George Ormond abuse victim who waived anonymity says his job has been done
Derek Bell said he broke his anonymity because he knew there must have been more victims.
A former victim of paedophile George Ormond who waived his right to anonymity when football’s abuse scandal broke in 2016 said justice has now been done.
Derek Bell spoke out two years ago about the abuse he suffered at the hands of Ormond, and that prompted more victims to come to the police to reveal what happened to them.
Mr Bell gave evidence in 2002 in a previous court case and Ormond was jailed for six years for those offences.
Outside court, and speaking for some of the latest victims, he said: “I waived my anonymity in November 2016 because I knew George Ormond was a predatory paedophile and there must be more victims out there.
“If one person had come forward I would have felt I had done my job; the fact that so many victims came forward, and he has now been found guilty of 36 offences over 24 years, shows just how many people were affected.”
Another victim in the current proceedings described the process of giving evidence and being accused of lying by the defence as “greatly upsetting”.
The man, who cannot be identified, read his statement from the witness box as Ormond looked on from the dock.
Ormond had groped him when he was about 14 and he said the effect on his life since had been huge.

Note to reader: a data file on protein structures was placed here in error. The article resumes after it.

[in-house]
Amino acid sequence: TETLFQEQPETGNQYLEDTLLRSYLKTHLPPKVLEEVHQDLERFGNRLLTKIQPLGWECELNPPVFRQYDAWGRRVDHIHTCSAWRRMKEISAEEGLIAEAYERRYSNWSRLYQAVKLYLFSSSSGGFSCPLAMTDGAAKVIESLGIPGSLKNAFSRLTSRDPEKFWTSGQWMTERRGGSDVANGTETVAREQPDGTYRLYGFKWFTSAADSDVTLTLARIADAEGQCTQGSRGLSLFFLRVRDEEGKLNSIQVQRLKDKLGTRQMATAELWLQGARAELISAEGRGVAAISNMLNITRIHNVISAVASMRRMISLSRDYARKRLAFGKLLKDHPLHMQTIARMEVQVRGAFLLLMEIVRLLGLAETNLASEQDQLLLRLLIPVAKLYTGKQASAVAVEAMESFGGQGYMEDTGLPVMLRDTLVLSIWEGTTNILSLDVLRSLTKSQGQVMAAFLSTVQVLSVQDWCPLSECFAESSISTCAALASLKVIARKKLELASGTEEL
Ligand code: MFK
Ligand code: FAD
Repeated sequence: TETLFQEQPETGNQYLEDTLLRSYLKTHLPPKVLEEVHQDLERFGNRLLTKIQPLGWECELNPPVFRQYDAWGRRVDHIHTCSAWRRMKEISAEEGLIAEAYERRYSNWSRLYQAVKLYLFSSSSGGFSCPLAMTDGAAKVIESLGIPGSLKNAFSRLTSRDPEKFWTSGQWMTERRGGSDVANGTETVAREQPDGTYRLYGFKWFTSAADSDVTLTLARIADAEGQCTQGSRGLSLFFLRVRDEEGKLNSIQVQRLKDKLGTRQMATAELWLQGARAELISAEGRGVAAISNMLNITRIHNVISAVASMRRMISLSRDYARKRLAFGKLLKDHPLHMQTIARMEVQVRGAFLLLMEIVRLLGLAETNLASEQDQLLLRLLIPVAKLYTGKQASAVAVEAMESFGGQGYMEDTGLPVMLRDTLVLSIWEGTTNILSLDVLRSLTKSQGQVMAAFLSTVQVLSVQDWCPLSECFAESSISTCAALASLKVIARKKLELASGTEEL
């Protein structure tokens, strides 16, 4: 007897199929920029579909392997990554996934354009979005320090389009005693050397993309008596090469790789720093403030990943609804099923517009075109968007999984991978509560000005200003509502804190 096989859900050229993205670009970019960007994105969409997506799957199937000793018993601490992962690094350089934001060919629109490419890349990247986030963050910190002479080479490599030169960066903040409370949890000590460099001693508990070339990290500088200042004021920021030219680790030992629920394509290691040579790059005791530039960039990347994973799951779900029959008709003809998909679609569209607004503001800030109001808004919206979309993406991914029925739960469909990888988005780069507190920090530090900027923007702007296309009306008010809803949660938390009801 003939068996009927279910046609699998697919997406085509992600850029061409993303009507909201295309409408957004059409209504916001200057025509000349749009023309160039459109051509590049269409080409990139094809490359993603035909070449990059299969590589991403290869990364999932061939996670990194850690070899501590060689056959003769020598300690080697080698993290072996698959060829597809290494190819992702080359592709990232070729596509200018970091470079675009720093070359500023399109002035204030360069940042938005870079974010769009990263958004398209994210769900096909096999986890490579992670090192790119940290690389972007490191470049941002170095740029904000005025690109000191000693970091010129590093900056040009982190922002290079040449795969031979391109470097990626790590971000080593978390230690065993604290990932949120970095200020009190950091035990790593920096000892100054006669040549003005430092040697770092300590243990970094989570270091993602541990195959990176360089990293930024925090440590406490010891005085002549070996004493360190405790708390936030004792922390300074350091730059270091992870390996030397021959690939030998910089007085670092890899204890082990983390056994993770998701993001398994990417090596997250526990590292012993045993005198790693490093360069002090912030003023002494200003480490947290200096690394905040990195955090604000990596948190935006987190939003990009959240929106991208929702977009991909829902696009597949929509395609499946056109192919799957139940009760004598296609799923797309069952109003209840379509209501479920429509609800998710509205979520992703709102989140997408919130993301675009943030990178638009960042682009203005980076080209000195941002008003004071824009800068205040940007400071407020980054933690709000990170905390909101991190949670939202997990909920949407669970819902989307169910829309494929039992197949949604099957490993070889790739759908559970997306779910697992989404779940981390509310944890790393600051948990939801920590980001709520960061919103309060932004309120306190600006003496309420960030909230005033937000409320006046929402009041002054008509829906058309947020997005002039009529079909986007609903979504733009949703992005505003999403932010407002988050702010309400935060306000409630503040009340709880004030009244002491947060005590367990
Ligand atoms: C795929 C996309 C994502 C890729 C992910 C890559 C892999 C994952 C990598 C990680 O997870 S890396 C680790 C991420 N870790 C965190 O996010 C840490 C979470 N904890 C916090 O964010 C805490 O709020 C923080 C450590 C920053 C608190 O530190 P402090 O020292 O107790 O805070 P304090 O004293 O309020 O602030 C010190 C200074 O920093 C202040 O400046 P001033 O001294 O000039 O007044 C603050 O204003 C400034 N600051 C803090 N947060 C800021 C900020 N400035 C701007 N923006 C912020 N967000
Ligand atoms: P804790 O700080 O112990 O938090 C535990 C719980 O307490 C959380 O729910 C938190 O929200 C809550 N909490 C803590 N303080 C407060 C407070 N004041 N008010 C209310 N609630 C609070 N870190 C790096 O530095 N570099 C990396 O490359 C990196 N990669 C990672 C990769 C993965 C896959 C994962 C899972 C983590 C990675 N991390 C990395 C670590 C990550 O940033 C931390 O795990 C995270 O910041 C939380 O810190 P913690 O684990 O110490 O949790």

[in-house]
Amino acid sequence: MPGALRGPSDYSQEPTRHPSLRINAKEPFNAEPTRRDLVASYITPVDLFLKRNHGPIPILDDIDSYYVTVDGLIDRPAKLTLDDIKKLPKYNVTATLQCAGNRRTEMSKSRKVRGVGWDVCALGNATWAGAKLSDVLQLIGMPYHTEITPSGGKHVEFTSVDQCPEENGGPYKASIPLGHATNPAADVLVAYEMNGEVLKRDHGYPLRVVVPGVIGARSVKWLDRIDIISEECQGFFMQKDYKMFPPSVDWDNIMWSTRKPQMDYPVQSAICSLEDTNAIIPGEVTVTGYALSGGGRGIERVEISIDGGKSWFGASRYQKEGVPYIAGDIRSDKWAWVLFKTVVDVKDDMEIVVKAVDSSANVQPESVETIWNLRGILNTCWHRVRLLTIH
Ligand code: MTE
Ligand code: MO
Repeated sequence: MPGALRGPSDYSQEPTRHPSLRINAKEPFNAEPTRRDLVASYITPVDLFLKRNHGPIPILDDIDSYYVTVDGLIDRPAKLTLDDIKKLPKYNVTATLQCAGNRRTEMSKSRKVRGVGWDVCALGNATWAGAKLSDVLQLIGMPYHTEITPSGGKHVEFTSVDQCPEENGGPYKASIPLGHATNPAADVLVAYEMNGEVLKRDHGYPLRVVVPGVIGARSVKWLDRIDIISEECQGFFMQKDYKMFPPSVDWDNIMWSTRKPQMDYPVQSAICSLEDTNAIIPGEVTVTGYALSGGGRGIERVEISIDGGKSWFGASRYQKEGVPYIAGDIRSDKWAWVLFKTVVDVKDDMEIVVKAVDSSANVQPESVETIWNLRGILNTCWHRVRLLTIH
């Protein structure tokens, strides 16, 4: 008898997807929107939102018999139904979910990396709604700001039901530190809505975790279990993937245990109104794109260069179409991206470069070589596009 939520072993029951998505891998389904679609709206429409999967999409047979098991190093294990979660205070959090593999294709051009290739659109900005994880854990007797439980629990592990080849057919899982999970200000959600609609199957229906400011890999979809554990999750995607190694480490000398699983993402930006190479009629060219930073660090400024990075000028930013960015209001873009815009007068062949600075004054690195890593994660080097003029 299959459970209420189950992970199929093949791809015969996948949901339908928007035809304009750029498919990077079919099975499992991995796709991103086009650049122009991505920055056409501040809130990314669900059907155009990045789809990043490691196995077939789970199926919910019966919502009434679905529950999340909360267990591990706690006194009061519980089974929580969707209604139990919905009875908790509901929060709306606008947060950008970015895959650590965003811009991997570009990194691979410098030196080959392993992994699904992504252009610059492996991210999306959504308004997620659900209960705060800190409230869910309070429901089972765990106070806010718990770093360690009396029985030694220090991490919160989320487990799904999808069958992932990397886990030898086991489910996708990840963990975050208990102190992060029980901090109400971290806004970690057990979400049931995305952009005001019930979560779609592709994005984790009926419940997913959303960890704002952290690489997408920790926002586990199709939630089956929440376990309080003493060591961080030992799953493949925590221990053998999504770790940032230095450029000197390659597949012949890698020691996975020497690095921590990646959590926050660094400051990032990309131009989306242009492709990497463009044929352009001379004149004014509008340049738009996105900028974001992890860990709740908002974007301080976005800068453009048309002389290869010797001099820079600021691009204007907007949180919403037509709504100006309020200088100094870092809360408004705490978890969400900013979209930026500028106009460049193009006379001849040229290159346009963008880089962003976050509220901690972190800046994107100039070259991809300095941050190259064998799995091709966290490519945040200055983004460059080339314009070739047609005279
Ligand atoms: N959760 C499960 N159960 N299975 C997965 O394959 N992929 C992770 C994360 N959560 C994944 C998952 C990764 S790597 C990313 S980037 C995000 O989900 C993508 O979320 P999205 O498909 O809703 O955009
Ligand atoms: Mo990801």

He said: “As a direct result of suffering sexual abuse as a child I found it very difficult to trust any of my peers and it destroyed what little self-confidence I developed as a child.
“Also, a lot of self-loathing from within manifested itself into stress and depression in adult life, something which affected both my work life and my private life.”
The victim praised his supportive partner and their children, adding that he attended every match and training session they took part in growing up.
“Firstly, because I so enjoyed watching them develop and secondly to protect them from ever having to experience the horrendous things that sexually abused children go through, having suffered the life-changing consequences of that abuse.”
The victim said standing in court and telling strangers about the abuse he suffered was more stressful than he could have imagined.
“Then to have counsel for the defence accuse you of lying and embellishing the truth was greatly upsetting,” he said.